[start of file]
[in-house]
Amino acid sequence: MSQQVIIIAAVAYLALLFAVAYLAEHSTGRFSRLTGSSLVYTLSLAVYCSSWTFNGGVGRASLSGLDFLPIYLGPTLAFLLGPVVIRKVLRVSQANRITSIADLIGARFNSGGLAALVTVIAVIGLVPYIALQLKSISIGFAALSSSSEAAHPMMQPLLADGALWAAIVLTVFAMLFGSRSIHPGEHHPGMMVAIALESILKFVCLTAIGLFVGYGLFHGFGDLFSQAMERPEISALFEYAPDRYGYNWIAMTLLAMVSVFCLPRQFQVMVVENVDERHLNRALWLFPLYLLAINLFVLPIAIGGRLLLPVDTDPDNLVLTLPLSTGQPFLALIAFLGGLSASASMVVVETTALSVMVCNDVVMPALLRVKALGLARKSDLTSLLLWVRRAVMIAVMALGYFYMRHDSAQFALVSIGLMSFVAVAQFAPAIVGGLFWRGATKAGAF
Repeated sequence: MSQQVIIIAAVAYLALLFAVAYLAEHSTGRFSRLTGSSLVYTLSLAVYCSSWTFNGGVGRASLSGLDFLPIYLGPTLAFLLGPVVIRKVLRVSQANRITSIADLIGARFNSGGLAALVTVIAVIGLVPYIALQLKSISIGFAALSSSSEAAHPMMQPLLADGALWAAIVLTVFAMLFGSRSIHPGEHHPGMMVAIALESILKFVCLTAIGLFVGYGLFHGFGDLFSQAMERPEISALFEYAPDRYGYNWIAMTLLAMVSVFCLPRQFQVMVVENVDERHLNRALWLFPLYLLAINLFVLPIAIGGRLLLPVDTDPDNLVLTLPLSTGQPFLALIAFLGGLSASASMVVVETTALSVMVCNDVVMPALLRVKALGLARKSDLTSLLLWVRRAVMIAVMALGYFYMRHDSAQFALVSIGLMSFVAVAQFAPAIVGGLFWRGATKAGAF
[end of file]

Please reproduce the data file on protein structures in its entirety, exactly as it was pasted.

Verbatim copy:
[in-house]
Amino acid sequence: MSQQVIIIAAVAYLALLFAVAYLAEHSTGRFSRLTGSSLVYTLSLAVYCSSWTFNGGVGRASLSGLDFLPIYLGPTLAFLLGPVVIRKVLRVSQANRITSIADLIGARFNSGGLAALVTVIAVIGLVPYIALQLKSISIGFAALSSSSEAAHPMMQPLLADGALWAAIVLTVFAMLFGSRSIHPGEHHPGMMVAIALESILKFVCLTAIGLFVGYGLFHGFGDLFSQAMERPEISALFEYAPDRYGYNWIAMTLLAMVSVFCLPRQFQVMVVENVDERHLNRALWLFPLYLLAINLFVLPIAIGGRLLLPVDTDPDNLVLTLPLSTGQPFLALIAFLGGLSASASMVVVETTALSVMVCNDVVMPALLRVKALGLARKSDLTSLLLWVRRAVMIAVMALGYFYMRHDSAQFALVSIGLMSFVAVAQFAPAIVGGLFWRGATKAGAF
Repeated sequence: MSQQVIIIAAVAYLALLFAVAYLAEHSTGRFSRLTGSSLVYTLSLAVYCSSWTFNGGVGRASLSGLDFLPIYLGPTLAFLLGPVVIRKVLRVSQANRITSIADLIGARFNSGGLAALVTVIAVIGLVPYIALQLKSISIGFAALSSSSEAAHPMMQPLLADGALWAAIVLTVFAMLFGSRSIHPGEHHPGMMVAIALESILKFVCLTAIGLFVGYGLFHGFGDLFSQAMERPEISALFEYAPDRYGYNWIAMTLLAMVSVFCLPRQFQVMVVENVDERHLNRALWLFPLYLLAINLFVLPIAIGGRLLLPVDTDPDNLVLTLPLSTGQPFLALIAFLGGLSASASMVVVETTALSVMVCNDVVMPALLRVKALGLARKSDLTSLLLWVRRAVMIAVMALGYFYMRHDSAQFALVSIGLMSFVAVAQFAPAIVGGLFWRGATKAGAF